HB 574: Makes some of the changes from the 2020 election permanent, including early, in-person voting, ballot drop boxes and county voting centers.
SB 6: Creates standards for ethical conduct for transition team members for everyone elected to a state office. Standards include disclosure of current employment, board members appointments and non-state sources of money received for their services. Also bans transition team members from trading private information for money.
SB 86: Designates 100% of a new dumping violation fee to be paid in the county where the illegal dumping happened.
SB 84: Bans jails, correctional facilities and similar centers from putting female inmates who are pregnant or have recently given birth in restrictive housing, administrative segregation or solitary confinement. New mothers must be given 72 hours with their newborn before returning to the correctional facility and inmates will receive six weeks of postpartum care. Incarcerated pregnant women must have access to social workers and/or community-based programs to help with the placement of their child.
SB 102: Includes Asian carp, paddlefish and sturgeon in the definition of "Kentucky-grown agricultural product."
HB 272: Allows water districts to impose a 10% late fee and cut off service if bills aren't paid. Customers getting financial help with their bills will be exempt.
HB 229: Makes a person who intentionally or wantonly causes damage to livestock guilty of criminal mischief.
HB 75: Prohibits certain insurance coverage determinations based upon the status of a person as a living organ donor. Also encourages the Cabinet for Health and Family Services to create educational materials about being a living organ donor.
SB 55: Prohibits copays for Medicaid beneficiaries.
HB 155: Allows "newborn safety devices," which allow parents to anonymously surrender their newborn baby at a designated police station, fire station or hospital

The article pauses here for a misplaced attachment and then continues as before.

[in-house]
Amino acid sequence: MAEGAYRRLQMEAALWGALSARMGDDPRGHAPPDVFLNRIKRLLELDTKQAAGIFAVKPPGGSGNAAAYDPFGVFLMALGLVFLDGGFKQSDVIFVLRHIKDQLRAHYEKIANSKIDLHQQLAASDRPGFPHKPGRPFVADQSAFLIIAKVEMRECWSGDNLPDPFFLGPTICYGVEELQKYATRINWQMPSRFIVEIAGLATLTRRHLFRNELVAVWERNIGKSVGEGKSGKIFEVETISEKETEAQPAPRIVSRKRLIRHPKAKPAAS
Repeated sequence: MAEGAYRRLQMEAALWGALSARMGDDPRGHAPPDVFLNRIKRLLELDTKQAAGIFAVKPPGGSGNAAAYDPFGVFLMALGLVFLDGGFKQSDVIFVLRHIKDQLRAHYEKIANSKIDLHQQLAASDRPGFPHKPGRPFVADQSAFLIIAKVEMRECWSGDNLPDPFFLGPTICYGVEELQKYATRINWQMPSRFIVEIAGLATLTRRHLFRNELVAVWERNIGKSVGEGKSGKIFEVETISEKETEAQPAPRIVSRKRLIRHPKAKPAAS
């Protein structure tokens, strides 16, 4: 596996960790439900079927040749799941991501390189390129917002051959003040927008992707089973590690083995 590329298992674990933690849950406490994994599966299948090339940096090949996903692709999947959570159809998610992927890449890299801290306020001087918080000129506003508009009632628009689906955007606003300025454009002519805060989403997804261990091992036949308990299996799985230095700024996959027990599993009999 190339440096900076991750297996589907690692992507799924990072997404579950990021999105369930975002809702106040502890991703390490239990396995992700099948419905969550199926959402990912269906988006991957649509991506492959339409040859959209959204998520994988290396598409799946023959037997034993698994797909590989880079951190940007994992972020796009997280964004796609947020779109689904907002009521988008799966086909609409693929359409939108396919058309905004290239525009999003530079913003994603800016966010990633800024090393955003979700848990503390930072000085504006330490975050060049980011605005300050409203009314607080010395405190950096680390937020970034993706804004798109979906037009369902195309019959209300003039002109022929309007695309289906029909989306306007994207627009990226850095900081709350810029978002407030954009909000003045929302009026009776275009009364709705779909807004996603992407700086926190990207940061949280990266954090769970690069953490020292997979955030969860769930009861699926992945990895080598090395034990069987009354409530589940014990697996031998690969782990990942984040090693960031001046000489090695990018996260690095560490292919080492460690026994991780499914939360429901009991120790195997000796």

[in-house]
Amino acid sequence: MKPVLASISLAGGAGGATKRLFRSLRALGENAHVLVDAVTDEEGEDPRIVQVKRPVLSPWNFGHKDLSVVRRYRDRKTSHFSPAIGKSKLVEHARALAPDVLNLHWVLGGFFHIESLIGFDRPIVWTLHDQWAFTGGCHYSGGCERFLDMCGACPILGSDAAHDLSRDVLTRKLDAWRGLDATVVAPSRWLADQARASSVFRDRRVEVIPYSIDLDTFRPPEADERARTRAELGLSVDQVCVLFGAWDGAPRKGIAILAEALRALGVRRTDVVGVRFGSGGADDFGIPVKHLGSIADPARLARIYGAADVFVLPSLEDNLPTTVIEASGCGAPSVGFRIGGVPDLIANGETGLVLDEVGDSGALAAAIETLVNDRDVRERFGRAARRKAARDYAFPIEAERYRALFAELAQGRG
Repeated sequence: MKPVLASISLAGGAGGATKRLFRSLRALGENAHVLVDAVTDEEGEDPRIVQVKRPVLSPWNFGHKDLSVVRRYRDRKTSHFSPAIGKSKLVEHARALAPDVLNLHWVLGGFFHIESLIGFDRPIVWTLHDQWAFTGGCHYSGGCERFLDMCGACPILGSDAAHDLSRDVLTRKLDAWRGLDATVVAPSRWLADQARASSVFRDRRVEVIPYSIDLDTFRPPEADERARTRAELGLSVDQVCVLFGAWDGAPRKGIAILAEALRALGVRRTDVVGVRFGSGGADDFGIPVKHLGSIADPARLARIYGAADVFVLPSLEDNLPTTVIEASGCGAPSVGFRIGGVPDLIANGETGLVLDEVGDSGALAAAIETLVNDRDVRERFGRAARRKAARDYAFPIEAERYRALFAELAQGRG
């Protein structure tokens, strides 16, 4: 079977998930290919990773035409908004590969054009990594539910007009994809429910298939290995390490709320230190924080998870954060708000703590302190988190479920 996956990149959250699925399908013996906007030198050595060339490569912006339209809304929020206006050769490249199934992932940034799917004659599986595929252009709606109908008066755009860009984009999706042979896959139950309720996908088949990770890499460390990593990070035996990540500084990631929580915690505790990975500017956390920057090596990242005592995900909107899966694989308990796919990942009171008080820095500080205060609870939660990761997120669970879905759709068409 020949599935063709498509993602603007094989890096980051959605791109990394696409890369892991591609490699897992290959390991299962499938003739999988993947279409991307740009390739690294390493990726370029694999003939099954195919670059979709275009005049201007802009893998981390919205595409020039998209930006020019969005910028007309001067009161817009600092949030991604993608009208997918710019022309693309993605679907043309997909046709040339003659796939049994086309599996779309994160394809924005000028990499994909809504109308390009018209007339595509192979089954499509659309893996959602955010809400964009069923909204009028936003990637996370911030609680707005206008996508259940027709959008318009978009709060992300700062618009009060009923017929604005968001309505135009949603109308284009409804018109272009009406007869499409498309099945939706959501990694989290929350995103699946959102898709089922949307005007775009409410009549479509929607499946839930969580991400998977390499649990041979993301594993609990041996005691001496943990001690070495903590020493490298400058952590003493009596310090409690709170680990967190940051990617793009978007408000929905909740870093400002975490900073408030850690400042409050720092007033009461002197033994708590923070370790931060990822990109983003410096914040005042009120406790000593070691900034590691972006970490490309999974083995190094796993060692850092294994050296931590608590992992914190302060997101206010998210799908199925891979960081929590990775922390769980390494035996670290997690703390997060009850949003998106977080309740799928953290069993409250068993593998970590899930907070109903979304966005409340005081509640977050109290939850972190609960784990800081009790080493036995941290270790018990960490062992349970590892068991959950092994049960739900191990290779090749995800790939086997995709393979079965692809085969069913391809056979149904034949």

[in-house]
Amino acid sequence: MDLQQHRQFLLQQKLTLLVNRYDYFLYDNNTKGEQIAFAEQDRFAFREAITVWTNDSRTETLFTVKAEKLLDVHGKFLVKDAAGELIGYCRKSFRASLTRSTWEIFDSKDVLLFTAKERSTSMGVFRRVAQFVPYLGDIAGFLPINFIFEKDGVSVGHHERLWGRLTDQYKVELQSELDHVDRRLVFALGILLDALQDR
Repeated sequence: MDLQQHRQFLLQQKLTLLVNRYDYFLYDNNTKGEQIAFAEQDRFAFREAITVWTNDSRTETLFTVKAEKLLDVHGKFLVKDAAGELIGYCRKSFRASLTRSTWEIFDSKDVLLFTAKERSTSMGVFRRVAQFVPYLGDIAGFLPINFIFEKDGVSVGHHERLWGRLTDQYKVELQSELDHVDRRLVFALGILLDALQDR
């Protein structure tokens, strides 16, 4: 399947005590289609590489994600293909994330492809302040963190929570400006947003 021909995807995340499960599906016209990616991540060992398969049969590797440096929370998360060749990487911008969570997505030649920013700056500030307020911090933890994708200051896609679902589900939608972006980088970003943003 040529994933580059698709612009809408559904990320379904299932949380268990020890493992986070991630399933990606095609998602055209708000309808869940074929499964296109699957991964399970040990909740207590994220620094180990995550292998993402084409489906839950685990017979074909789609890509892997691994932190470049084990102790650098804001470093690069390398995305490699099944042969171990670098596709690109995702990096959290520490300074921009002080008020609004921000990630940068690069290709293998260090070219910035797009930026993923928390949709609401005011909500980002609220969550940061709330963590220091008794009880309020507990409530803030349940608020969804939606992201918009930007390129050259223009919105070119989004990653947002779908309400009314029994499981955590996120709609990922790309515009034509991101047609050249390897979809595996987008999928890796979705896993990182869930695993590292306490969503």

SB 80: Expands the number of acts considered "professional wrongdoing" by police officers. Acts include use of excessive or deadly force and engaging in a sexual relationship with a victim. Requires an officer to intervene when another officer is using unlawful or unjustified force.
HB 312: Revises state's open records laws. Limits the ability of people who do not live, work or conduct business in Kentucky to obtain records to open records laws. Restrictions do not apply to journalists.
SB 52: Changes statutes so law enforcement officers can be charged with 3rd-degree rape, 3rd-degree sodomy and 2nd-degree sexual abuse if the officer engages in sexual acts with a person under investigation, in custody or under arrest.
HB 126: Increases the threshold of felony theft from $500 to $1,000. Also allows law enforcement to charge members of organized shoplifting rings with a felony if a member reaches a certain threshold.
SB 228: Requires the governor to select a replacement for U.S. Senator from a list of three nominees selected by the same party of the departing senator
HB 475: Starting July 1, the Kentucky Occupational and Health Standards Board cannot adopt or enforce occupation safety and health administrative regulations that are more stringent than corresponding federal rules.